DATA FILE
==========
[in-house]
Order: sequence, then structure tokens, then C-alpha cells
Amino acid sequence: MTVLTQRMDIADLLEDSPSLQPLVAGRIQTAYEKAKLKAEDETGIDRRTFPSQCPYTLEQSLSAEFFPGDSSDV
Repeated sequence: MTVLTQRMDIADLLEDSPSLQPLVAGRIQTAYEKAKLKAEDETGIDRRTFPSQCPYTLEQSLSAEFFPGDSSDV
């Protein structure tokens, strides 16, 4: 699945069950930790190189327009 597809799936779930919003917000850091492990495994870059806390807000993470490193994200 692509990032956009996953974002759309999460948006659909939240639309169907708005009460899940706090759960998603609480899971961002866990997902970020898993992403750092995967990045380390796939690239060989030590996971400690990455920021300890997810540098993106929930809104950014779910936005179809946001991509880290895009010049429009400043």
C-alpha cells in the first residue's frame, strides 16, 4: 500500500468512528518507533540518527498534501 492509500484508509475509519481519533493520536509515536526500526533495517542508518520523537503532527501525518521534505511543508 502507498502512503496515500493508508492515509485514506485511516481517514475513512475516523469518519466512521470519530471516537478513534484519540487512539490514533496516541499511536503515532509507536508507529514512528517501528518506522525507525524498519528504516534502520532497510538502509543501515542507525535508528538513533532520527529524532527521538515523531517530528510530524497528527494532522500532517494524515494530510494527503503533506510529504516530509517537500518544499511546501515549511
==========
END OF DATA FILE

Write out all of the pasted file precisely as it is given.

[in-house]
Order: sequence, then structure tokens, then C-alpha cells
Amino acid sequence: MTVLTQRMDIADLLEDSPSLQPLVAGRIQTAYEKAKLKAEDETGIDRRTFPSQCPYTLEQSLSAEFFPGDSSDV
Repeated sequence: MTVLTQRMDIADLLEDSPSLQPLVAGRIQTAYEKAKLKAEDETGIDRRTFPSQCPYTLEQSLSAEFFPGDSSDV
């Protein structure tokens, strides 16, 4: 699945069950930790190189327009 597809799936779930919003917000850091492990495994870059806390807000993470490193994200 692509990032956009996953974002759309999460948006659909939240639309169907708005009460899940706090759960998603609480899971961002866990997902970020898993992403750092995967990045380390796939690239060989030590996971400690990455920021300890997810540098993106929930809104950014779910936005179809946001991509880290895009010049429009400043």
C-alpha cells in the first residue's frame, strides 16, 4: 500500500468512528518507533540518527498534501 492509500484508509475509519481519533493520536509515536526500526533495517542508518520523537503532527501525518521534505511543508 502507498502512503496515500493508508492515509485514506485511516481517514475513512475516523469518519466512521470519530471516537478513534484519540487512539490514533496516541499511536503515532509507536508507529514512528517501528518506522525507525524498519528504516534502520532497510538502509543501515542507525535508528538513533532520527529524532527521538515523531517530528510530524497528527494532522500532517494524515494530510494527503503533506510529504516530509517537500518544499511546501515549511